Wednesday, May 19, 2010

Artifacts from the Outbuilding

As we continue to excavate around the outbuilding feature, I thought I'd take this opportunity to share some of the artifacts that have come out of the excavations. The vast majority of the artifacts depicted here comes from the trash layer deposited directly above the building foundations and floor.

The spherical brown glass bottles discovered en masse have been returned to the lab and cleaned up a bit (see below). A total of 54 bottle necks were discovered. A close examination of the bottle fragments reveals slightly raised lines running around the outsides of each bottle -- these lines are the result of the molding process. The bottle-making process involved the transference of molten glass into a mold, which was squeezed together into a bottle shape. When the mold was removed, thin lines of glass remained where the pieces of the mold fit together. In the picture below on the right, these lines, or "mold scars," are visible on either side of the bottle necks (bottom row) and the rounded bottle bottoms (top row). The circular scars present on the bottle bottoms are indicative of the Owens machinated bottling technology, patented in 1903.

Below: An army of brown glass bottlenecks (left); three pairs of bottle necks and bottle bottoms (right)

Of course, the bottles were not the only objects to be deposited within the feature. A wealth of ceramic and glass vessel fragments have been discovered, some of which are shown below.

Above: Blue banded annular ware bowl (left); small porcelain saucer (right)
Below: Molded clear glass saucer (left); faceted transfer-printed whiteware cup (right)

These sorts of mass-produced artifacts are typical for archaeological sites dating to the recent past. However, people in the past did more than drink from cups and serve food on plates and saucers. Accordingly, we were thrilled to find more everyday sorts of objects within the ruins of the outbuilding. The artifact show below on the left is a slate pencil. The term "pencil" is something of a misnomer as the object does not actually contain lead. It is called pencil because it was a writing implement used to make marks on writing slates. This is the second slate pencil discovered this season. The object on the right, although heavily corroded, should be immediately familiar to most viewers: it is a small pair of scissors. Because of their diminutive size, the scissors were probably intended for use by a woman or a child.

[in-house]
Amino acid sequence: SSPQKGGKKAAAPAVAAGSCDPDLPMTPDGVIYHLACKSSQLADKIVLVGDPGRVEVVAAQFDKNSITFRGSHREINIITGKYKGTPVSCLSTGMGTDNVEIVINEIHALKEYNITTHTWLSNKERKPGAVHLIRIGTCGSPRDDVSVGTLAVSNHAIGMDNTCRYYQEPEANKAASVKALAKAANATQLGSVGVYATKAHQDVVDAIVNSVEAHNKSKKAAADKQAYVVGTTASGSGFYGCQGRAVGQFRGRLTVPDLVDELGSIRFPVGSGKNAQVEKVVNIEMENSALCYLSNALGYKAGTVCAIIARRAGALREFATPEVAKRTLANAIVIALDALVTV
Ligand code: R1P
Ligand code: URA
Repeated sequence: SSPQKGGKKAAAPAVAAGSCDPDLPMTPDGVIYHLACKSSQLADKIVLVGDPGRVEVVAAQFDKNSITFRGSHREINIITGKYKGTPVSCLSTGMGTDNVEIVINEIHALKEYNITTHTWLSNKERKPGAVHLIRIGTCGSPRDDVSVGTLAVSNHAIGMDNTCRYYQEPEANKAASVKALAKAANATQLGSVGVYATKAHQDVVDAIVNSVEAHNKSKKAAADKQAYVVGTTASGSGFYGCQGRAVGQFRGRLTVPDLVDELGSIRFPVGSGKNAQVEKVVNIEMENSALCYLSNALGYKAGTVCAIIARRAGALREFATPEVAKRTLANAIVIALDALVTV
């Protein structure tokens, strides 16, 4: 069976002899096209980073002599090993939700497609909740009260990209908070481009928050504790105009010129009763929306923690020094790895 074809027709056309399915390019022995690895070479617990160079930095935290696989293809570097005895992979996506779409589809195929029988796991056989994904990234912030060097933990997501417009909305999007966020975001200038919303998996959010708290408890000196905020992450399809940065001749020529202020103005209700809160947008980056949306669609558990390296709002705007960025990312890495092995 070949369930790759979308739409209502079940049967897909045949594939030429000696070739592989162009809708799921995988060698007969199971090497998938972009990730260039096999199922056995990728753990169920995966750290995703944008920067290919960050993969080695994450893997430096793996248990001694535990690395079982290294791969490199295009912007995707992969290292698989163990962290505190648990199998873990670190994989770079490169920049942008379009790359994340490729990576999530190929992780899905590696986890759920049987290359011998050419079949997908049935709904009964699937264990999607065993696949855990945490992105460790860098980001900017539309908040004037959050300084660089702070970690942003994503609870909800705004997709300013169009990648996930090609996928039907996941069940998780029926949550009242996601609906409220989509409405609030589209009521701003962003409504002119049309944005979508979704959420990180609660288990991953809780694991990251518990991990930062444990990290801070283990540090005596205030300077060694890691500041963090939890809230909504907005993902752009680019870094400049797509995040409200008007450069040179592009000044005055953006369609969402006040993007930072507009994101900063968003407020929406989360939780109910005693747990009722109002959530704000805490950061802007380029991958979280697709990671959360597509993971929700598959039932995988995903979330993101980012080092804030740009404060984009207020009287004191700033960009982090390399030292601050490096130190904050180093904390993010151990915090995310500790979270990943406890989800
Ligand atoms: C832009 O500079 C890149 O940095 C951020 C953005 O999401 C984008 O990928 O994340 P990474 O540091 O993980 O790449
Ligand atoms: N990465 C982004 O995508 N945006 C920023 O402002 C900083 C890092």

Below: Slate pencil (left); scissors (right)

Last, but certainly not least, are the buttons. Black glass buttons and porcelain buttons, painted buttons and etched buttons, copper buttons and molded buttons. Before I get too Dr. Seuss-y, check just a small sample of the buttons we've found below.

Above: two faceted black glass buttons that were originally wrapped in iron wire to secure the glass to the metal shank [top], white porcelain button with pie-crust patterned edges [bottom left], and black glass button [bottom right] (left); etched black glass button with floral design [top left], corroded brass gilt button [top right], copper-alloy hook and eye set [bottom] (right)

Below: Painted porcelain button -- this artifact is particularly exciting because it is the first artifact that we've discovered which can be unequivocally linked to a resident of the Fairbanks House. The button was painted by Prudence Fairbanks (1781-1871); a set of identical buttons resides in the Fairbanks House museum.

No comments:

Post a Comment